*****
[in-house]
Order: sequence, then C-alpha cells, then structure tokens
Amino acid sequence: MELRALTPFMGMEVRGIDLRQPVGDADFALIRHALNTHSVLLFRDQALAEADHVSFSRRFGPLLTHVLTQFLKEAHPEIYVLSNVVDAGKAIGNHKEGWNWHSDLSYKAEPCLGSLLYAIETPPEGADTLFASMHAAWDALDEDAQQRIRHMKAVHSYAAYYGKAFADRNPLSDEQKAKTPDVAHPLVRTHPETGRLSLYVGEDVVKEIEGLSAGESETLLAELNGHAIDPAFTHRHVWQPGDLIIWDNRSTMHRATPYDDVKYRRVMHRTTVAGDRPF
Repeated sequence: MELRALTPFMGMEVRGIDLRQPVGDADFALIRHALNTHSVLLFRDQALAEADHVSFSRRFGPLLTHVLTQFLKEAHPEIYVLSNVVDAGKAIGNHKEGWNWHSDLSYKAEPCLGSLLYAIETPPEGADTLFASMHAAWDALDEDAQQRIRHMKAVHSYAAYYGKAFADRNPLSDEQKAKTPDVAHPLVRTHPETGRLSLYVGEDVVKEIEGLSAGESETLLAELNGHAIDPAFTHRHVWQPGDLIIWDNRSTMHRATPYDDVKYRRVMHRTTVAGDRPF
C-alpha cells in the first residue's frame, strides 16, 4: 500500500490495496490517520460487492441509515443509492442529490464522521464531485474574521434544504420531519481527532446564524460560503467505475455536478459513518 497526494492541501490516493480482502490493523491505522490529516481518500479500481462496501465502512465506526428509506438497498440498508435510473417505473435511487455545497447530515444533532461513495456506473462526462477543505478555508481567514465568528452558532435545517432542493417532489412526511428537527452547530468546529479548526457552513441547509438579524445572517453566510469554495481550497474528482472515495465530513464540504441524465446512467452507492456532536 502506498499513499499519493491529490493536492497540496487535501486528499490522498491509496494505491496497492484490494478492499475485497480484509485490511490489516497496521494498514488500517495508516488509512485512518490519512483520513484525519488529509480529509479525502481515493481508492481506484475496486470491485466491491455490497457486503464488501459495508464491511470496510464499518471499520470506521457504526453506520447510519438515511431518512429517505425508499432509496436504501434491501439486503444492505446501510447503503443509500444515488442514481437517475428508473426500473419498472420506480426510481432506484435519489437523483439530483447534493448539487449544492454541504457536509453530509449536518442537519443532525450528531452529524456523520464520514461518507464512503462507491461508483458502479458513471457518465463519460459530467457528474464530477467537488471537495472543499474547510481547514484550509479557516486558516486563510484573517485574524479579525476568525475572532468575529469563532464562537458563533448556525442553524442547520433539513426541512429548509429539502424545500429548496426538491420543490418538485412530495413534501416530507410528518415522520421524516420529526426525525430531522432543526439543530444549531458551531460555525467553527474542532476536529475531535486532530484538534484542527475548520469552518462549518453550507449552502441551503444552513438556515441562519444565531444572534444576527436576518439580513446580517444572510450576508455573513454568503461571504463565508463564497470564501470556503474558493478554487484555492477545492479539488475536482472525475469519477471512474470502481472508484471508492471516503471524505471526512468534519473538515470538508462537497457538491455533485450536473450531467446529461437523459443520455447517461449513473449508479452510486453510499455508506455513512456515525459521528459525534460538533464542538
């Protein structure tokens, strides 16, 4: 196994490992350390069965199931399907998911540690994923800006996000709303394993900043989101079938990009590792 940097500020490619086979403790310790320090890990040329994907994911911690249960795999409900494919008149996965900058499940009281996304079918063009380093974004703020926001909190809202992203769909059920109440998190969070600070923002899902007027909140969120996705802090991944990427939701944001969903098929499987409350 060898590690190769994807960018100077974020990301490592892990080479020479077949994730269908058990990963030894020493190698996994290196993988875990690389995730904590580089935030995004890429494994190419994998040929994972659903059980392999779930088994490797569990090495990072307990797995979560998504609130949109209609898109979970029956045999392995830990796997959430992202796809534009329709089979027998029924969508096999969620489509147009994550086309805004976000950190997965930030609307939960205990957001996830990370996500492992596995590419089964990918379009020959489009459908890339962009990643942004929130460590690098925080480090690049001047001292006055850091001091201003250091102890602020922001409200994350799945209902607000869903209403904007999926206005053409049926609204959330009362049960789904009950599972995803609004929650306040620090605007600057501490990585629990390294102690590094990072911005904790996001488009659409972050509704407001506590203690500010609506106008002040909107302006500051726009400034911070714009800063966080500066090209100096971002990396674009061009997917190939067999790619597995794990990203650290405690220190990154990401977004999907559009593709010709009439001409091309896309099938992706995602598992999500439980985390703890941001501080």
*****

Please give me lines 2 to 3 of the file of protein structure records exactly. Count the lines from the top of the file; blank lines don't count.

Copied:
Order: sequence, then C-alpha cells, then structure tokens
Amino acid sequence: MELRALTPFMGMEVRGIDLRQPVGDADFALIRHALNTHSVLLFRDQALAEADHVSFSRRFGPLLTHVLTQFLKEAHPEIYVLSNVVDAGKAIGNHKEGWNWHSDLSYKAEPCLGSLLYAIETPPEGADTLFASMHAAWDALDEDAQQRIRHMKAVHSYAAYYGKAFADRNPLSDEQKAKTPDVAHPLVRTHPETGRLSLYVGEDVVKEIEGLSAGESETLLAELNGHAIDPAFTHRHVWQPGDLIIWDNRSTMHRATPYDDVKYRRVMHRTTVAGDRPF